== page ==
Listeners & viewers
Looking back at the audiences of public broadcasting
This Briefing pulls together articles and statistics on public broadcasting's audiences from Current Newspaper.
Despite their reputation for low ratings, sizeable numbers of Americans use public TV and radio, even compared to most mass and specialized media. More people watch PBS primetime in a week than see most hit movies in months, buy the bestselling record or book or subscribe to any magazine or newspaper. Far more listen to NPR's Morning Edition or watch The NewsHour with Jim Lehrer during a week than subscribe to Time magazine.
Sixty percent of U.S. households with TV sets watch public TV in a week (the so-called "weekly cume," winter 1996), and about 9 percent of Americans listen to public radio (spring 1995).
The only media with larger audiences than public TV are the largest commercial broadcast TV networks and the biggest hit movies. In primetime, each of the big-three commercial networks has about 9 percent of all TV households tuned in, on average (the "average primetime rating"), compared to about 2 percent for PBS.
Steady at that level, public TV is holding its own against the competition of cable in the 1990s. Public radio's weekly audience meanwhile has nearly quadrupled since 1980 with the establishment of new stations and the development of strong programming, including national news programming.
They're demographically like the country, overall
People of every age, income and ethnic group watch public TV and public radio, in nearly the same mix as in the population. When you look at breakdowns of the audience and the population, there are discrepancies of only 2, 3, 4 or 5 percent.
Public radio audiences also are quite representative of the general population. Though they are skewed somewhat toward men, 40-somethings, and the middle class, all kinds of Americans are substantially represented in the audience. In other ways, the audiences don't fit the stereotype.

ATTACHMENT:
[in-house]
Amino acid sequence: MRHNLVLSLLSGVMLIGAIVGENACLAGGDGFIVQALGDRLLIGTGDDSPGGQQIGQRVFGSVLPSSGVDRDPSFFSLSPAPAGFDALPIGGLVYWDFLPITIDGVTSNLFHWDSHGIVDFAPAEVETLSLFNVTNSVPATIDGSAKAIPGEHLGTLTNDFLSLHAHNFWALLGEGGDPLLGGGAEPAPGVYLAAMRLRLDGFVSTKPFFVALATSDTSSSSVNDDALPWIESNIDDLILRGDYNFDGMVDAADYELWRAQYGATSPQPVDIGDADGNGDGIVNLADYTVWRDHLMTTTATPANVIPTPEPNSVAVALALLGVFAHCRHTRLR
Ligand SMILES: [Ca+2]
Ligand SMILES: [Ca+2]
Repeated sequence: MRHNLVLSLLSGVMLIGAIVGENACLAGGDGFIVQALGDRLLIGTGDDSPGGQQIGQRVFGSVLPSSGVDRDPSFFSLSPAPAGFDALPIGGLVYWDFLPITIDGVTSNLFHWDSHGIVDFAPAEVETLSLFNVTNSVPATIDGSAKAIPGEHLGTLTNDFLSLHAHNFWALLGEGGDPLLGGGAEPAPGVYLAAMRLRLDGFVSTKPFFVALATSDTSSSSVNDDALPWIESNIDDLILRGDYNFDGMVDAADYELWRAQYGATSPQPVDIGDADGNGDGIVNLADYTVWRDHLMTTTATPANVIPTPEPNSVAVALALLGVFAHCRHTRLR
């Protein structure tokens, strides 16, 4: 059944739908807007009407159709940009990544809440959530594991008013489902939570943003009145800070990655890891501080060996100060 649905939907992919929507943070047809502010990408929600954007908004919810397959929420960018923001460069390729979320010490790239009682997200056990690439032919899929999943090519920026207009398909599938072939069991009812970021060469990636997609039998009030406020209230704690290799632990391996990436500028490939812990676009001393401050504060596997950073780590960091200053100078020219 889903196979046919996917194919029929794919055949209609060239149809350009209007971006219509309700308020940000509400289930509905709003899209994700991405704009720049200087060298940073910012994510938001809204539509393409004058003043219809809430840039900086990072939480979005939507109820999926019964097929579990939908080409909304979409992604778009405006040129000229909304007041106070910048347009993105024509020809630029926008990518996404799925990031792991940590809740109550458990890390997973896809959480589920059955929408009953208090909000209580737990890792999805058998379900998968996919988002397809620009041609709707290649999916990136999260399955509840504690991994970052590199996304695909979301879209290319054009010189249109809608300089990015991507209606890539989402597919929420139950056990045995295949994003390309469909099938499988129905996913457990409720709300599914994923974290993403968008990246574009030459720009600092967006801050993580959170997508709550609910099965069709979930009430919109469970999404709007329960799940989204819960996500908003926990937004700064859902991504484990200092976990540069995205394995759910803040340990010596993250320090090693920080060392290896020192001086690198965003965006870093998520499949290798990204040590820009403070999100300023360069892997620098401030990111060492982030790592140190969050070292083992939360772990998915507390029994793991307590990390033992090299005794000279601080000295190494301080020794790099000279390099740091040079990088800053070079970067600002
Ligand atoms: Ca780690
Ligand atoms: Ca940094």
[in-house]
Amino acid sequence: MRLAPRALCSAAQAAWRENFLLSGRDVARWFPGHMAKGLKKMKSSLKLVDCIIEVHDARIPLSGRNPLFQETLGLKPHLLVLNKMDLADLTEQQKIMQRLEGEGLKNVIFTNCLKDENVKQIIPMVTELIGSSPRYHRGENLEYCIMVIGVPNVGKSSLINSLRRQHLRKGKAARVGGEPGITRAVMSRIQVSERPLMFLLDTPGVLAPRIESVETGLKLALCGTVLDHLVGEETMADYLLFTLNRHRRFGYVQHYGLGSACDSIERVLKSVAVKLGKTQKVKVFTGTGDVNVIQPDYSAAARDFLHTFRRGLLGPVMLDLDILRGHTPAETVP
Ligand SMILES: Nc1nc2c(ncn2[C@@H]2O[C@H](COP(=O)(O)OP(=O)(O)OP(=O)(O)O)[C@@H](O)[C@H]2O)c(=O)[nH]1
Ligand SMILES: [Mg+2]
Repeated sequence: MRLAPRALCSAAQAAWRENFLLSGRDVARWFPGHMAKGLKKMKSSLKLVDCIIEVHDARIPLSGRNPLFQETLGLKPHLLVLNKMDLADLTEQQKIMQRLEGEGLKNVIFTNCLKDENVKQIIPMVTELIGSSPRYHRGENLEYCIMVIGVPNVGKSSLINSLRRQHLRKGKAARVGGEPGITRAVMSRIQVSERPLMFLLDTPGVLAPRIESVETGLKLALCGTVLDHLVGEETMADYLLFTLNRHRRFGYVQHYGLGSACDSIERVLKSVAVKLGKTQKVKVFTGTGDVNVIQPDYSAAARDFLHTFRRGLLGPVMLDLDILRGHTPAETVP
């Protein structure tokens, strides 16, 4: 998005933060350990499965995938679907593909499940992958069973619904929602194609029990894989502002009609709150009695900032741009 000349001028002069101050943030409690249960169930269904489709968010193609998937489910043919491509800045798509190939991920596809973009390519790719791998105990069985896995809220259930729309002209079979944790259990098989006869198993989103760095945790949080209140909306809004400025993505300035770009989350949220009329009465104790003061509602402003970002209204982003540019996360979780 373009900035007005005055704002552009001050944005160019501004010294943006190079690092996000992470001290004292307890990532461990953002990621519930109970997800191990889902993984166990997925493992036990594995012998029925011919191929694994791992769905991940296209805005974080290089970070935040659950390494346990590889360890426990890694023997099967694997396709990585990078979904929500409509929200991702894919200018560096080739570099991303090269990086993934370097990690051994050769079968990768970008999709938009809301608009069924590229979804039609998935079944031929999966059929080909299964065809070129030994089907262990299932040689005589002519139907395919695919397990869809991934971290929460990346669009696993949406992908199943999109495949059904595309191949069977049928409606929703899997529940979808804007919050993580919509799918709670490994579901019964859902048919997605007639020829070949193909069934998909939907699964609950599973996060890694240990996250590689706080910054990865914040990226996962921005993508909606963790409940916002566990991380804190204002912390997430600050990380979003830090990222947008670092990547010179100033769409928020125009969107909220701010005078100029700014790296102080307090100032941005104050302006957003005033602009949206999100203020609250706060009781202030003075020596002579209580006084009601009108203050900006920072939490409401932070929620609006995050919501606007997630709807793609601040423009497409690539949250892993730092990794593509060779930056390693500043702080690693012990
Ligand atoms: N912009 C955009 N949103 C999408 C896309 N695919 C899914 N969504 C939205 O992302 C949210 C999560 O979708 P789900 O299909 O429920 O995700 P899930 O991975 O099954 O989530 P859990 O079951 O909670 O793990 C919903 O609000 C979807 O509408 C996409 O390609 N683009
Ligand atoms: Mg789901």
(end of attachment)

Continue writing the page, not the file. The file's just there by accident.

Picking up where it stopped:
Where there are skews in the audience, they often reflect program specialties. Public TV strongly attracts the old and the young. In the evening it has many viewers in their 50s, 60s and 70s because older adults tend to take an interest in public affairs and other informational programs. Some stations also cater to older viewers — unwanted by the advertisers on commercial stations — with programs like The Lawrence Welk Show reruns.
And public TV has strong children's audiences, who come to TV for different kinds of programs as their developmental needs change. (Some of the programs are so successful at not talking down to kids that hundreds of thousands of single adults and teenagers are regular viewers.)
Public radio and TV also have a mandate to air programming of special interest to ethnic minorities. NPR is in the early stages of developing a new diversity initiative to build public radio's minority audiences. CPB has also backed the creation of satellite networks for Native American and Latino public radio, and funds programming by, for and about various minorities.
Public radio's audience is smaller than public TV's, but faster growing, better educated on average, and more heavily weighted with younger adults. For many young adults, as several speakers indicated at the Public Radio Program Directors Conference in 1999, and in consultant Ken Mills' commentary in Current, public TV is out-of-it, on the downswing and losing its place in their hearts.
The audiences are generally appreciative of the service
It's a case of simple supply and demand: pubcasting's listeners and viewers place a high value on good programming that is scarce on the air. They attest to their appreciation (and sometimes outrage) in a wide variety of letters and phone calls. The audience ranges from casual tune-ins to the most loyal of fans.